These side dishes are complimentary at La Cabrera. 

Yesterday, while checking the menu on their website hoping to discover their regular (non-holiday) prices (which weren’t posted online), I stumbled across this ad below:

The La Cabrera ad states, in Spanish in small print above the word “Happy,”  that happy hour is daily between 6:30 and 8:00 pm. Getting there by 6:15 pm is a must, or one may not get in for this excellent benefit.

Before dinner, we decided to find a local pharmacy to purchase some over-the-counter items for the upcoming Antarctica cruise, also buying enough for the first few months in Africa. We were impressed with the “caged” pharmacist’s ability to find everything on our list in the tiny space.

Roasted garlic in the finest of olive oil.

As it turned out, the Farmacia, which closes at 8:00 pm, was within a block or two of the restaurant, and we decided to head there first before walking to the restaurant.

When we arrived at La Cabrera at 6:15, we discovered a queue of a dozen people waiting outside to take advantage of the “happy hour” pricing as well. We found our spot in line and waited along with the others as several more diners arrived during the waiting period. By 6:40 pm, they started letting us “bargain hunters” enter the restaurant to be seated in a relatively tight space quickly.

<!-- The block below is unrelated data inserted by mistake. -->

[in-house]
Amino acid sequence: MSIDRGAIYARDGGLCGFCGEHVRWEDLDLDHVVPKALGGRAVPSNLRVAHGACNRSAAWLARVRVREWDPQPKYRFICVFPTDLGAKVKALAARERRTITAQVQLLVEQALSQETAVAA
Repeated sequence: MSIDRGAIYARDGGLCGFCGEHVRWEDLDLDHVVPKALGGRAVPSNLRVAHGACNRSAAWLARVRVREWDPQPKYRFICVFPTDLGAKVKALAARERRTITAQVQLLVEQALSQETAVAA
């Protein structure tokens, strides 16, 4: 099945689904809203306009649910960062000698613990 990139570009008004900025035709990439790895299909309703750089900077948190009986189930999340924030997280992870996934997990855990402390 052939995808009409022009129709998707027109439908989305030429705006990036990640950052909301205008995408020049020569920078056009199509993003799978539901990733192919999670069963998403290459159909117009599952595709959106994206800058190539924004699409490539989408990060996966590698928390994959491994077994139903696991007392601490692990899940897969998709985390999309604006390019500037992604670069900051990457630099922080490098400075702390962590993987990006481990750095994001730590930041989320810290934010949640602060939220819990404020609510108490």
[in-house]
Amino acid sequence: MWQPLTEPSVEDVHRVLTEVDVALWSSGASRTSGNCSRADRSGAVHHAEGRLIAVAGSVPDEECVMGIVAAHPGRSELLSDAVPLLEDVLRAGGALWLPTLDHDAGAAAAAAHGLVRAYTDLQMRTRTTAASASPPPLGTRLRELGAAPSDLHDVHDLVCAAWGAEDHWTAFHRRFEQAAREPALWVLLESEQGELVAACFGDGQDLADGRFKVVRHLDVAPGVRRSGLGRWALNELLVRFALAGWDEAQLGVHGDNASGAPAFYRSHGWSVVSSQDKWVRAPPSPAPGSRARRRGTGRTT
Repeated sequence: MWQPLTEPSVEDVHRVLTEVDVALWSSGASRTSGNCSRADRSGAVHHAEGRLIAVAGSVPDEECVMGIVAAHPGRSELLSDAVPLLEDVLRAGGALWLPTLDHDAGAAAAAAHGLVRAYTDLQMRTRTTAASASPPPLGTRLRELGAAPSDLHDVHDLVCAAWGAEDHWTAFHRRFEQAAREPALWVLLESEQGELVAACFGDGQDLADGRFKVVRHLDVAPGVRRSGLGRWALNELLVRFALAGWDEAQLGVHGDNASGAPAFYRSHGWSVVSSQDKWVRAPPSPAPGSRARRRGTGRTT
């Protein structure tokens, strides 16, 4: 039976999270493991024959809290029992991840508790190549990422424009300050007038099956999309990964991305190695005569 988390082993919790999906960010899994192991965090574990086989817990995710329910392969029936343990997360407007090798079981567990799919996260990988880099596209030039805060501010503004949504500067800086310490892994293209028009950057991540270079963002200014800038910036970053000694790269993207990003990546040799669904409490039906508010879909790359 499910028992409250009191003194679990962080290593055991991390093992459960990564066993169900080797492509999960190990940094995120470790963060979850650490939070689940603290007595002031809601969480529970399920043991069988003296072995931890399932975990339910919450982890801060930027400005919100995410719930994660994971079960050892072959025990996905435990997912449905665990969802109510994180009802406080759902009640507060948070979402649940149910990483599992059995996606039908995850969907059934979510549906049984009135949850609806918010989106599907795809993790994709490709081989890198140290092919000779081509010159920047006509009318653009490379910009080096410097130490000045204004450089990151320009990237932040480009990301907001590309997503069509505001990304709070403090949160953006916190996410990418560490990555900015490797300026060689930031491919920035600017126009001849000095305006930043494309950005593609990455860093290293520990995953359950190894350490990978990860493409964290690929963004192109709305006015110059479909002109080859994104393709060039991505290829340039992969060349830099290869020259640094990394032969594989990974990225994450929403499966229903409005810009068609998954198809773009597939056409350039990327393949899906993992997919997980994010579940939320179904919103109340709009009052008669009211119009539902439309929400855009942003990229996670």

A woman sitting alone next to us ordered this colossal steak and devoured the entire thing.

No more than five minutes after we were seated, they started turning people away. Most locals take a two-hour siesta between 2:00 and 4:00 pm, and they usually don’t dine until 9:00 or 10:00 pm or later, a little too late for us. Such early seating is unusual in Buenos Aires.